Mario Fucinari DC, CCSP, CPCO

Changes in Medicare and Blue Cross continue to batter claims in 2018.  Medicare has instituted changes late last year and in the first quarter of 2018.  It is incumbent upon each chiropractic office to keep up with these changes.  Here is a brief synopsis of the major changes affect chiropractic.


Congress passed the Bipartisan Budget Act of 2018 on 2/9/2018, changing the Medicare physician fee schedule and the processing of Medicare services. Section 50201 of this Act has made a change to the work Geographic Practice Cost Index (GPCI) floor, effective retroactive to 1/1/2018. Any area that previously was in an area with a work GPCI of less than 1.000 will be impacted. The Act issues a floor of 1.000 to the work GPCI which will cause any fee schedule for any service in those areas to increase.

What does this mean to you?  Certain zones will see a reimbursement increase.  Keep in mind that the fees you receive may be impacted by your status as a participating provider or a non-participating provider and any penalties levied against you for failure to do PQRS coding properly and EHR Meaningful Use.  The sequestration reduction of 2% will continue through 2027.  Consult your Medicare Administrative Carrier’s Physician fee schedule for updates as of March 1, 2018.


On January 1, 2018, new therapy caps were instituted in Medicare.  Due to these caps, all therapy performed on a Medicare patient is tabulated.  Even though physical therapy is not reimbursed by Medicare, the tabulation mandate is not specialty specific.  Therefore, all therapy performed in the chiropractic office, which is filed with Medicare, must bear the GPGY modifiers.  If the GPGY modifier is not appended to any therapy codes bearing the CPT 97XXX code, Medicare will reject the code for improper therapy utilization. We will continue to monitor this situation and ask providers to forward any information they obtain from payers regarding this issue to OCA.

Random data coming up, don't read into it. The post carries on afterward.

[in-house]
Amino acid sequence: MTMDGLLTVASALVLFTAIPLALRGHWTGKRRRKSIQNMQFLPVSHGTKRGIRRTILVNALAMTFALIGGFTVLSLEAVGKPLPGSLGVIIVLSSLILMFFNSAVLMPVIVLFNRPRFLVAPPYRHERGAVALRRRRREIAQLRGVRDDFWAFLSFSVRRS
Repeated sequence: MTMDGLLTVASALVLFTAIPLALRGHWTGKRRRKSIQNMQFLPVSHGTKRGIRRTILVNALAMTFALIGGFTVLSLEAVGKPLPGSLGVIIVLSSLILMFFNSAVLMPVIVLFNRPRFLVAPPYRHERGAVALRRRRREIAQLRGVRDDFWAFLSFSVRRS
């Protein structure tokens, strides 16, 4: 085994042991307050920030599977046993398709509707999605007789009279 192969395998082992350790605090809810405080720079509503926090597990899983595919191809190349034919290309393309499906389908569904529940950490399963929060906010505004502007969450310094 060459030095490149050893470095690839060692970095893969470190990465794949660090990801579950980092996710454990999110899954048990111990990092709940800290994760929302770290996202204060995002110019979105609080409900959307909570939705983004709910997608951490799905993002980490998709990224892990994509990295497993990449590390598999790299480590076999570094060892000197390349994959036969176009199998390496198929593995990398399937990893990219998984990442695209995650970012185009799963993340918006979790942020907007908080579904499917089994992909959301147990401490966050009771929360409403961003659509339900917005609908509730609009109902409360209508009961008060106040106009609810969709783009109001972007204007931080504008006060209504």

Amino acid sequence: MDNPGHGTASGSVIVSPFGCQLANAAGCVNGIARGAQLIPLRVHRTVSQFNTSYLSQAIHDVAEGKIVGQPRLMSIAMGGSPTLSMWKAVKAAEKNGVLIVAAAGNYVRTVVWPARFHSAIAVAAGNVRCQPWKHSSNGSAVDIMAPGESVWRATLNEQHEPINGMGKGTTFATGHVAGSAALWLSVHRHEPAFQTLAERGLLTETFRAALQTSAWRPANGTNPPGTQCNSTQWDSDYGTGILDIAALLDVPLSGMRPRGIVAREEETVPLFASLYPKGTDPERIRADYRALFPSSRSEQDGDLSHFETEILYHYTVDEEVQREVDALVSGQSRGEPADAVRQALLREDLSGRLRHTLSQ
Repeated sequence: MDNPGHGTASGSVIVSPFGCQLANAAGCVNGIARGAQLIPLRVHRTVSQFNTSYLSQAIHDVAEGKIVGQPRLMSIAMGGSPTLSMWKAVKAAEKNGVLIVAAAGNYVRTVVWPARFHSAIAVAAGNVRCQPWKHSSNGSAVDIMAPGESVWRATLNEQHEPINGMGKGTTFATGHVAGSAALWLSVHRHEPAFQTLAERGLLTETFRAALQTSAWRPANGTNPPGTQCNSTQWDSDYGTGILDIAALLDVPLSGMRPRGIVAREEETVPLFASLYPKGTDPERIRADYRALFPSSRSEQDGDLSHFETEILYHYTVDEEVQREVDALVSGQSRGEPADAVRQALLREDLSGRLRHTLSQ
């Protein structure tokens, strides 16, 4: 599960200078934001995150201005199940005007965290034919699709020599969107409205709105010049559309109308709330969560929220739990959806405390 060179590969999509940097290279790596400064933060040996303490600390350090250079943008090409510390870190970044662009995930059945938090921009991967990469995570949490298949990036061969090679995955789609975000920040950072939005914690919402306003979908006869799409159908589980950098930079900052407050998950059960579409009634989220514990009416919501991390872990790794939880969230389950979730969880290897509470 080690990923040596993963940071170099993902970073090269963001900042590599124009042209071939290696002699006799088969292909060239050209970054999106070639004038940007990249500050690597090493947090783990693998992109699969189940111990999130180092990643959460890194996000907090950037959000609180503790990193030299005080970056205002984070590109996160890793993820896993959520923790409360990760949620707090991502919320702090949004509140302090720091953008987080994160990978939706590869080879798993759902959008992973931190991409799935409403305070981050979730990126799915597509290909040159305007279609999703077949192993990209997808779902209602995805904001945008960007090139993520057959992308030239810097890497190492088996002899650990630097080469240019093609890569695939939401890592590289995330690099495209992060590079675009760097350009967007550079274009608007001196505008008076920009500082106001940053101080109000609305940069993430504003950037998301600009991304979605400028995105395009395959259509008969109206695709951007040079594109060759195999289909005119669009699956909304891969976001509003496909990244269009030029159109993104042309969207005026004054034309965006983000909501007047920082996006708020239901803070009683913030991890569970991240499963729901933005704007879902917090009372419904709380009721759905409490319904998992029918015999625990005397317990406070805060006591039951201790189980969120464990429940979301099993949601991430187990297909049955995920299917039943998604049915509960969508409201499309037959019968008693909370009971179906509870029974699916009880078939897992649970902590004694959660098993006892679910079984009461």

The Advance Beneficiary Notice of Noncoverage (ABN) Form is issued by providers in situations where Medicare payment is expected to be denied. Guidelines for mandatory and voluntary use of the ABN are published in the Medicare Claims Processing Manual, Chapter 30, Section 50.

A new ABN form was instituted in November 2017 for non-participating providers.  This form is different in its language because it not expected that Medicare will pay a non-participating provider.  Keep in mind that under Medicare guidelines, a non-participating provider is one who is not “in-network.”  Since chiropractors cannot opt out of Medicare, if you see a patient for active care and perform spinal manipulation, you must file a claim within one year from the date of service, whether you are a participating or non-participating provider.

ABN Form:


On November 12, 2017, Blue Cross instituted new software edits in some localities.  The primary result in chiropractic has resulted in denials of the examination (E & M) code when it accompanies a manipulation code.  When claims include both an E/M visit and CMT, modifier 25 may be added to the E/M service.  As long as your documentation clearly meets all the requirements for reporting E/M and CMT services, then denials should be appealed and include an appeal letter explaining the appropriateness of the service.

We are recommending to continue to bill these services when circumstances warrant it.  If a denial ensues, then it is recommended to appeal the denial as instructed in the PPO manual.